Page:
North Central News
North Central makes headlines and provides expertise across a variety of media outlets
May 31, 2023
The month of May was yet another milestone for North Central College’s subject matter experts (SMEs), as they continue to garner media attention across Naperville, Chicago and across the nation. From coverage of North Central College Commencement, to launching a master of science in nursing program, to chronicling cringe-worthy TV, this month the College’s experts delivered topics for everyone. Here’s the recap for May:
Littrell takes impromptu field trip to Ramsay’s Kitchen with physician assistant studies students, as featured in Naperville Sun
U.S. by Michelin-starred chef and television personality Gordon Ramsay opened his fifth restaurant across the nation, making its latest opening debut in the heart of downtown Naperville. The much-hyped opening was met with high praise from locals and out-of-town visitors alike. The opening day and potential prospect of meeting food guru, Ramsay himself, created quite the stir for one Naperville classroom.
Danielle Littrell, assistant professor of physician assistant studies, was quoted in the Naperville Sun sharing how her class on diagnostic methods was distracted by the buzzing around the restaurant opening. Typically the students have class from 8 a.m. to 5 p.m. every day. The only exception is Tuesdays, when there’s a multi-hour window for grabbing something more than fast food. Therefore, Littrell and her class took a walk to check out the new eatery.
North Central’s Commencement ceremony highlighted in Naperville Sun and Positively Naperville
North Central College celebrated its graduating Class of 2023 with a Commencement ceremony on Sunday, May 7. The College welcomed Dr. Carmen Ayala, former superintendent for the Illinois State Board of Education (ISBE) as this year’s Commencement speaker and honorary degree recipient. As a visionary leader and equity-driven educator, she oversaw more than 850 districts across the state, serving more than two million students. She was the first woman and first person of color to serve as the permanent superintendent. During her tenure at ISBE, Ayala led nearly 4,000 schools through the COVID-19 pandemic, which included the implementation of remote education and the safe return of students to classrooms.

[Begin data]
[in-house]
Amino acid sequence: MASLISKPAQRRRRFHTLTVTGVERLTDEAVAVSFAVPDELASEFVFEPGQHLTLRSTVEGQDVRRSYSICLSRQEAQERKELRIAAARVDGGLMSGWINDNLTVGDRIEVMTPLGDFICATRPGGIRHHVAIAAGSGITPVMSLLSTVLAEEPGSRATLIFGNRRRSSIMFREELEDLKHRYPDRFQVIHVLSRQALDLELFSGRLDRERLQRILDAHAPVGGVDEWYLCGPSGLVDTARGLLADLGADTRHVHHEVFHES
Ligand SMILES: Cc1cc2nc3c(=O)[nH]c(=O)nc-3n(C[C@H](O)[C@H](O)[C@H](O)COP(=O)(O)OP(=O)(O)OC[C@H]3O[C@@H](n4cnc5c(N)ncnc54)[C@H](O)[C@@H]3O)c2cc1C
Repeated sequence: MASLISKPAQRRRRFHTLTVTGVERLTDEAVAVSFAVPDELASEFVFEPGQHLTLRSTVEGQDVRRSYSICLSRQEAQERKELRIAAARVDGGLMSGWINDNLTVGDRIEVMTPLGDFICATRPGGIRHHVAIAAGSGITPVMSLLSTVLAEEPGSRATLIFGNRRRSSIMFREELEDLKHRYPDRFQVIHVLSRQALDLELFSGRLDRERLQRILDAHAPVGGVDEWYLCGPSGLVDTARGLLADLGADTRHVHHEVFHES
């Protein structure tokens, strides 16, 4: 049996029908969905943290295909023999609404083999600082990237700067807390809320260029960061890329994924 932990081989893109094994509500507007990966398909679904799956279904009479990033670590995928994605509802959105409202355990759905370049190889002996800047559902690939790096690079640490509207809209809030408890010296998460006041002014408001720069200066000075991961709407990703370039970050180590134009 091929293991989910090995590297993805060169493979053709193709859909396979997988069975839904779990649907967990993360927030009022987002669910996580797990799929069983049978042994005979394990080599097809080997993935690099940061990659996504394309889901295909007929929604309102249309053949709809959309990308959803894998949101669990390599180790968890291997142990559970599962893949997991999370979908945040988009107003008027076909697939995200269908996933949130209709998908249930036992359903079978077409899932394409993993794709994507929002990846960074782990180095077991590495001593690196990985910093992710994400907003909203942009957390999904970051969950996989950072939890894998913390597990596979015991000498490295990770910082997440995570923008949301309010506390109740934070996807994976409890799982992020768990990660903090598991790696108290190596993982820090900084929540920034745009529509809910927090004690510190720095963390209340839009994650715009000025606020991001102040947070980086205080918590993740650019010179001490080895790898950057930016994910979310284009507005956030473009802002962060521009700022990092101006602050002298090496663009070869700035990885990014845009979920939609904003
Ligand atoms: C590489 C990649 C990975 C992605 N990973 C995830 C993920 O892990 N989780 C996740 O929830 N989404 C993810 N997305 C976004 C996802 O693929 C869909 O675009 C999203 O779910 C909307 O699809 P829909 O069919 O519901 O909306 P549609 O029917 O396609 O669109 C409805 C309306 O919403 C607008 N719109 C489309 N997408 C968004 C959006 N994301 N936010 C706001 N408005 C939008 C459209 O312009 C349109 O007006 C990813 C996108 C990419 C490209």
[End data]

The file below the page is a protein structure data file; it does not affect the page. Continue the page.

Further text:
This year’s graduating class included 579 graduates who received their bachelor’s degrees, and 122 graduates who received their master’s degrees. Of the total 701 graduates, 258 were first-generation college students; 236 graduates who came in as transfer students; 271 graduated with honors; and 13 graduates were international students representing seven different countries.
Drake shares why so many people are drawn to cringe-worthy TV, movies and viral videos in The Conversation
Dr. Carly Drake, assistant professor of marketing, co-authored an article with Dr. Anuja Anil Pradhan, assistant professor of consumption, culture and commerce at University of Southern Denmark, in The Conversation. The piece, published May 9, focused on the concept of “cringewatching” and explains why watching things like awkward reality TV might actually be good for people.
Here is an excerpt from her article:
Why can’t you stop watching TV shows, movies or viral videos that make you cringe?
Cringe is the feeling you get when your boss cracks a joke in a meeting and no one laughs. It’s when your kid shoots a soccer ball and it misses the net by … a lot. It’s when you watch Kendall Roy from “Succession” awkwardly rap on stage at a celebration honoring his dad’s 50 years at the helm of the family company.
This secondhand embarrassment you feel for other people, real or fictional, is physical and emotional. It’s the gut punch of a gasped “oh no!” paired with a side of “I’m glad that wasn’t me” relief.
Research usually sees cringe in a negative light – as a voyeuristic emotion that allows people to gawk at the misfortune of others.
However, in a recent study, we show that cringe-filled entertainment can actually help people better understand themselves and one another. This may be a big reason why people are so drawn to cringe worthy content in the first place.
Lohman discusses ChatGPT and its overall effectiveness in educational settings in the Daily Herald
Before the 2022-2023 academic year began, ChatGPT was likely not on the radar for many college professors and students. But less than a year later, many in higher education say they can't imagine life without it. Launched in November 2022 by San Francisco-based startup OpenAI, ChatGPT can craft essays, solve math equations, write or check the accuracy of HTML code and brainstorm ideas for graphic design, as well as complete other tasks. The artificial intelligence tool can generate readable text on demand in a wide range of styles and voices and for a variety of purposes.